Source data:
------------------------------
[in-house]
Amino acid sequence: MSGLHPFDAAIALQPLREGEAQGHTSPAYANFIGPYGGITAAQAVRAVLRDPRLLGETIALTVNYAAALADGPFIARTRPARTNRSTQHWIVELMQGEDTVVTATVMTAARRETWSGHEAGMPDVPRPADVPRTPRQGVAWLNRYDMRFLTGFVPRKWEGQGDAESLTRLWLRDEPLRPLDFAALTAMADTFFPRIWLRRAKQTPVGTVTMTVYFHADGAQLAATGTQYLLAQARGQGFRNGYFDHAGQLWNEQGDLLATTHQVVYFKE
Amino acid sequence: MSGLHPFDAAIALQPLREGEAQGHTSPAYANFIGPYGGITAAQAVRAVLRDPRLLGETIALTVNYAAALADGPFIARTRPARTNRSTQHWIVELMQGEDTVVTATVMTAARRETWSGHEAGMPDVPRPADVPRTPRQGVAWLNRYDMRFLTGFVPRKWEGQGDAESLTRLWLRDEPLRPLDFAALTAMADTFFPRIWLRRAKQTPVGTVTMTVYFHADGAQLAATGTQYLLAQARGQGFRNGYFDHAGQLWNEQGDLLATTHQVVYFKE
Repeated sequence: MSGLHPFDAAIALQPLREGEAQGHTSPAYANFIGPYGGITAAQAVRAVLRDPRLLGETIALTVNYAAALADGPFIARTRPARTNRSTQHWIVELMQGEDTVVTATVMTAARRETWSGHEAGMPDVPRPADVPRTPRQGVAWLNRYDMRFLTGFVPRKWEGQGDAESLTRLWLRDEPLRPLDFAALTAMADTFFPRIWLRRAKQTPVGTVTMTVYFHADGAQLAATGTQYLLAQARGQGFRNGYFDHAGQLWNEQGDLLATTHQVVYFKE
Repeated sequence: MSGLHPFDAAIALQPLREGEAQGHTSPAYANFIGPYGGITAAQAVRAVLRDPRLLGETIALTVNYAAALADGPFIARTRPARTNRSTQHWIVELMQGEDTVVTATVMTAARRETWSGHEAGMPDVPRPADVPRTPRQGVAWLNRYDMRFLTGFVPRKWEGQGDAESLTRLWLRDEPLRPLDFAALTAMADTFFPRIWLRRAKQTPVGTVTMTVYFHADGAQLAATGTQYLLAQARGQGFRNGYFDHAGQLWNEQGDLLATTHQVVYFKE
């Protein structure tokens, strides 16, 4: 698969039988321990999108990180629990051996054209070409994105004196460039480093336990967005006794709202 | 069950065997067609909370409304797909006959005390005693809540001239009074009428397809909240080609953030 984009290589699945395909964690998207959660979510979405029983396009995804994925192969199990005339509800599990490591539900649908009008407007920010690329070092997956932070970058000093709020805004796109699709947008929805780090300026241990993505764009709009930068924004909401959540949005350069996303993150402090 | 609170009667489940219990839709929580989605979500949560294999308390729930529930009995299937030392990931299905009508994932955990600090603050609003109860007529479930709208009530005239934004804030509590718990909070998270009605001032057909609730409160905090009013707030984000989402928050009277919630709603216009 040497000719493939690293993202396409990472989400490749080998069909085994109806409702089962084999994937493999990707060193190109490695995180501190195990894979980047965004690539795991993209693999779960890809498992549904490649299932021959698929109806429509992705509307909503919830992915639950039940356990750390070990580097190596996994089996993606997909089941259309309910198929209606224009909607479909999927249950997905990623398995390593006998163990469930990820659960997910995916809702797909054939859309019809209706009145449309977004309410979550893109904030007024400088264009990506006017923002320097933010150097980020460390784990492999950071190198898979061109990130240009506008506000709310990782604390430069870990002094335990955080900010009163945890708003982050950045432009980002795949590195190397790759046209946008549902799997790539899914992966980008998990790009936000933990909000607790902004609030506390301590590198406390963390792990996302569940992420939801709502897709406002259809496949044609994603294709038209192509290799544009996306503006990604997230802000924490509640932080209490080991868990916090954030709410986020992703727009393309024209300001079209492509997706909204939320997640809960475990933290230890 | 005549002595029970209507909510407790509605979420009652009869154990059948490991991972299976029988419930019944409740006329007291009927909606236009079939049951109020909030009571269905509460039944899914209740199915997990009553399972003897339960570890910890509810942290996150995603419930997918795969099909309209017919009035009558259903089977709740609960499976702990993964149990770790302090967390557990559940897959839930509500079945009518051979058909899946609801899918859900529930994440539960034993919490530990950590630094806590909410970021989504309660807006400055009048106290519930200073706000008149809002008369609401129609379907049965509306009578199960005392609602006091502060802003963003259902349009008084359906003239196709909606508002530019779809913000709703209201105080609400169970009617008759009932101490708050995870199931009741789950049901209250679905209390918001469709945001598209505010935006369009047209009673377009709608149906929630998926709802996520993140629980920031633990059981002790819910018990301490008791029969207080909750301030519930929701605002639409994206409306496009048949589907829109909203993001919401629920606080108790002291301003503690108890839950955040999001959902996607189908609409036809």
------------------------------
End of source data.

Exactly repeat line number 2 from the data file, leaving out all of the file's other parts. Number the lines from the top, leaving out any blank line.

Amino acid sequence: MSGLHPFDAAIALQPLREGEAQGHTSPAYANFIGPYGGITAAQAVRAVLRDPRLLGETIALTVNYAAALADGPFIARTRPARTNRSTQHWIVELMQGEDTVVTATVMTAARRETWSGHEAGMPDVPRPADVPRTPRQGVAWLNRYDMRFLTGFVPRKWEGQGDAESLTRLWLRDEPLRPLDFAALTAMADTFFPRIWLRRAKQTPVGTVTMTVYFHADGAQLAATGTQYLLAQARGQGFRNGYFDHAGQLWNEQGDLLATTHQVVYFKE